By Jennifer Gurecki
Kenya is best known for the wild animals that roam Maasai Mara, but it is also home to 360 miles of white sand beaches, coconut palms, and jagged cliffs that hug the Indian Ocean. On my most recent trip to the country, I took a few days off from work with Zawadisha and spent some time exploring Kilifi.
What should have been a 12-hour trip turned into nearly 24 thanks to the highly efficient Kenyan railway system. If you’ve got time to kill, this blast from the past is worth the adventure. Taking your meals and sleeping in the rickety cars, only to wake to elephants in the bush, isn’t the worst way to spend a day in Kenya, but be prepared for the “overnight” train to consume far more time than you’ve allowed for.
When I finally arrived in Kilifi, I immediately made my way to the Distant Relatives Eco-Lodge and Backpackers. The cheap booze, fresh food, and welcoming and lively atmosphere were just what I needed after the 24-hour trip from Nairobi. Distant Relatives is a great place to stay to check out the local beaches, and depending upon the time of year, spend your days surfing and kite surfing.
Although there wasn’t much swell while I was in town, word on the street is that there are plenty of good waves to catch, from the South Coast of Mombasa up to Malindi. Despite the tame waters, I still spent some time exploring Bofa Beach, just 10 minutes away from Distant Relatives by tuk-tuk and only 400 shillings round trip.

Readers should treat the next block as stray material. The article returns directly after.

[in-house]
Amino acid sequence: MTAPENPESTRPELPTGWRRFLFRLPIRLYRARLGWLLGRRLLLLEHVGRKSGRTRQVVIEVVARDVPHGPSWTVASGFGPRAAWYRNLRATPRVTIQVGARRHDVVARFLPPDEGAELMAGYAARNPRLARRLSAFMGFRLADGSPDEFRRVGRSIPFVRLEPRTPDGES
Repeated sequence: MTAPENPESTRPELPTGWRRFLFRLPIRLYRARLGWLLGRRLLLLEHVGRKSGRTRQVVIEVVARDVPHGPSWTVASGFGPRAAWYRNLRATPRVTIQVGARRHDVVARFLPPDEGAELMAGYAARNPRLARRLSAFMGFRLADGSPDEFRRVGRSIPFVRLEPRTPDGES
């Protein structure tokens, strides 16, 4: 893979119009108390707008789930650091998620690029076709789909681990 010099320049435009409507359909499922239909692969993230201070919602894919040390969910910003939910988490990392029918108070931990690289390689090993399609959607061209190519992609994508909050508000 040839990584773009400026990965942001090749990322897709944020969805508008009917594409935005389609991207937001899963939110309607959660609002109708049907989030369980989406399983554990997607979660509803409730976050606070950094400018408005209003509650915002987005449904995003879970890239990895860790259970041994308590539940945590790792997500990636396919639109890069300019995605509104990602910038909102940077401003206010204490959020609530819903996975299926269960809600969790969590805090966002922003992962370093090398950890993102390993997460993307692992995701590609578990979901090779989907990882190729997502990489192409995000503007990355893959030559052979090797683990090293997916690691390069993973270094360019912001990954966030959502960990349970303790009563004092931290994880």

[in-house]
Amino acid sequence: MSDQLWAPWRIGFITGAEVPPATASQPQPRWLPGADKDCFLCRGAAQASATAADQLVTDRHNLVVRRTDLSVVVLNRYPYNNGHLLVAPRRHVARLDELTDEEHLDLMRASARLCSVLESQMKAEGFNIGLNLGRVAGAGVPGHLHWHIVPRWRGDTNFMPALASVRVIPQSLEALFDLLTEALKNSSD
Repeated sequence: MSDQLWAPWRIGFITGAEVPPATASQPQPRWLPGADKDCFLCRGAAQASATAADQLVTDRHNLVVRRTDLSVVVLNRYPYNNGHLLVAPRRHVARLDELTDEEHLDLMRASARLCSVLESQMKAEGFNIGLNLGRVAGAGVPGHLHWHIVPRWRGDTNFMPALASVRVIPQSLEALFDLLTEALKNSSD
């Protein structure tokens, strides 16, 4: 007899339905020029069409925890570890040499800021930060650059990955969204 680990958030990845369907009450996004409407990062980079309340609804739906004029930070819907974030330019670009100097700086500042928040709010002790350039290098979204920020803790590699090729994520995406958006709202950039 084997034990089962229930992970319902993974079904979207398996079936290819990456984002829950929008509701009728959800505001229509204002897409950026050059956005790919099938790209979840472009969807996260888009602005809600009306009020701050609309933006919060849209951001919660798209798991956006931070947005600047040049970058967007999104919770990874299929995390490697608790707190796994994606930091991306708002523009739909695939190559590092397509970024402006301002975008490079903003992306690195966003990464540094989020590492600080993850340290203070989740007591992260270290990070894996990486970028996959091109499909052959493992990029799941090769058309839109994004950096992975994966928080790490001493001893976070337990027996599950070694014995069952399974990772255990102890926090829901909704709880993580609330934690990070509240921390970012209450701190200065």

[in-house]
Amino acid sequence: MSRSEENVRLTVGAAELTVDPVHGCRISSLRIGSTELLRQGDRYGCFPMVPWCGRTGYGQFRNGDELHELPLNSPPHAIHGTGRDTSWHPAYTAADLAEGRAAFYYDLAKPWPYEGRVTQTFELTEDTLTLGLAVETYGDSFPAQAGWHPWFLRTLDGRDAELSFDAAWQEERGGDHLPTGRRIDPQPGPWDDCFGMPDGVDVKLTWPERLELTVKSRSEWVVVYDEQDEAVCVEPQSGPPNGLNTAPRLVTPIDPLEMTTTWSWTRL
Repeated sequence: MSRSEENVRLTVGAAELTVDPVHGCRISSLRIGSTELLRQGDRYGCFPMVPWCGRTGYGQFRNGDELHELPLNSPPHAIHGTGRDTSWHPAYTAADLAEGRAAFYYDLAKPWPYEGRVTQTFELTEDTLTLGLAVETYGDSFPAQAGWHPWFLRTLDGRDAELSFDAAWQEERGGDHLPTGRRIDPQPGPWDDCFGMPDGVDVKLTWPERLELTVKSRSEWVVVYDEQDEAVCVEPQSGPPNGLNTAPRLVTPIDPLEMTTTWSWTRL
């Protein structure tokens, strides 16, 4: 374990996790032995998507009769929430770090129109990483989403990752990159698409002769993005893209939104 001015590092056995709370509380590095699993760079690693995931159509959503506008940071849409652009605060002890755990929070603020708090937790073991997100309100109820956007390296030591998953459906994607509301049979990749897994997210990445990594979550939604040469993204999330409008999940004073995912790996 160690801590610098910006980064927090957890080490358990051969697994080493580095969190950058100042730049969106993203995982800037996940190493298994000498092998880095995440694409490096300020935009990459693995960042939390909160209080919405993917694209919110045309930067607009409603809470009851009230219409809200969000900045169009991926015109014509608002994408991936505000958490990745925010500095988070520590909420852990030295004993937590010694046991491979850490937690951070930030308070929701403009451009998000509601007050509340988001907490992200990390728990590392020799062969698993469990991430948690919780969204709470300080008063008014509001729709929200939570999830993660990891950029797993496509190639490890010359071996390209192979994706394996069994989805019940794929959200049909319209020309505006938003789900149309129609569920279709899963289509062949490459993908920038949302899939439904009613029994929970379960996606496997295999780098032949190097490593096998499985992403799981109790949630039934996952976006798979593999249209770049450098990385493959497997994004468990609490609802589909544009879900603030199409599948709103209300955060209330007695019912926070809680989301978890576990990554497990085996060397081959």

The white sand beaches were breathtaking and the water of the Indian Ocean was the perfect temperature: not too cold, not too warm. Unlike the beaches south of Mombasa, Bofa Beach was nearly devoid of beach boys attempting to hawk cheap sunglasses and handmade jewelry. Occasionally a local would emerge from the ocean, octopus in hand, and offer to kill it and clean it for you on the spot. At 100 shillings (about $1.15), it was hard to say no.
On my last night in town, I made my way up to one of the villages near Distant Relatives to celebrate the end of Ramadan. We were greeted by a group of women who tied traditional dance costumes around our wastes, and to the amusement of all the villagers, we danced (not well, but we definitely were good sports about it). We finished off with a nama choma dinner overlooking Kilifi Creek.
I also had the pleasure of meeting an international team from France, Peru, Argentina, and the US who are building a dhow, a traditional boat native to the coast of East Africa. Their goal is to travel the coast of Africa, supporting local communities along their journey through volunteer projects. Because of the security issues in Mpekotoni, they were biding their time in Kilifi, waiting for the winds to change so they could sail it down to the creek and finish building. Learn more about this project here.
Speaking of security issues, it’s worth noting that so much of what the Western media is reporting about the violence in Kenya is inaccurate, and the results have been devastating. Local businesses along the entire coast have been forced to lay off workers or close up shop completely. This is significantly affecting the livelihoods of the locals, who support entire extended families through their jobs in the tourist industry. What is being portraying as terrorist activities across the entire coast (and in some cases the entire country) is actually local land disputes in the far north coast region near Somalia. Corruption and poor governance? Absolutely. Terrorism and heightened threats to tourists? Not at all.
Bottom line: consider the coast of Kenya for your next surf destination. Even if the waves aren’t at their peak, there’s plenty of other adventures to be had that won’t leave you disappointed.